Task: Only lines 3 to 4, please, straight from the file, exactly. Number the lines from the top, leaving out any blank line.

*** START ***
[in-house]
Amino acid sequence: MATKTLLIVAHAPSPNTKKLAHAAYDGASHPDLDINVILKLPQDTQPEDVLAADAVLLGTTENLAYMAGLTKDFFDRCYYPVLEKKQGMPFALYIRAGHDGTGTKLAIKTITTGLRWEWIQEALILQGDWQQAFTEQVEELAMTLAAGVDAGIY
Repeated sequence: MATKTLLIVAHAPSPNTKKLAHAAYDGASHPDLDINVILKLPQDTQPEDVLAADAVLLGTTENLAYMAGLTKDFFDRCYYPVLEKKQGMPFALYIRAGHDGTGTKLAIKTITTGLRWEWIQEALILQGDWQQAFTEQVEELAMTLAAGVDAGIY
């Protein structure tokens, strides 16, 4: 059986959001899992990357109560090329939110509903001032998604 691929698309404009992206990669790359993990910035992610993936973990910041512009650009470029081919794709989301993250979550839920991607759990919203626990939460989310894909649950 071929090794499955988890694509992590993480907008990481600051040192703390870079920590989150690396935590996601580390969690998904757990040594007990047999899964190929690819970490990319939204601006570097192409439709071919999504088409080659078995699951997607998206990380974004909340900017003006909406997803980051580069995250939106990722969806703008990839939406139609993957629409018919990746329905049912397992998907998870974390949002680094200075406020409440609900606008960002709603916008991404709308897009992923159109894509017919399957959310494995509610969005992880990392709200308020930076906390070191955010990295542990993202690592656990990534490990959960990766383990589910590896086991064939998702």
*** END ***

Repeated sequence: MATKTLLIVAHAPSPNTKKLAHAAYDGASHPDLDINVILKLPQDTQPEDVLAADAVLLGTTENLAYMAGLTKDFFDRCYYPVLEKKQGMPFALYIRAGHDGTGTKLAIKTITTGLRWEWIQEALILQGDWQQAFTEQVEELAMTLAAGVDAGIY
């Protein structure tokens, strides 16, 4: 059986959001899992990357109560090329939110509903001032998604 691929698309404009992206990669790359993990910035992610993936973990910041512009650009470029081919794709989301993250979550839920991607759990919203626990939460989310894909649950 071929090794499955988890694509992590993480907008990481600051040192703390870079920590989150690396935590996601580390969690998904757990040594007990047999899964190929690819970490990319939204601006570097192409439709071919999504088409080659078995699951997607998206990380974004909340900017003006909406997803980051580069995250939106990722969806703008990839939406139609993957629409018919990746329905049912397992998907998870974390949002680094200075406020409440609900606008960002709603916008991404709308897009992923159109894509017919399957959310494995509610969005992880990392709200308020930076906390070191955010990295542990993202690592656990990534490990959960990766383990589910590896086991064939998702």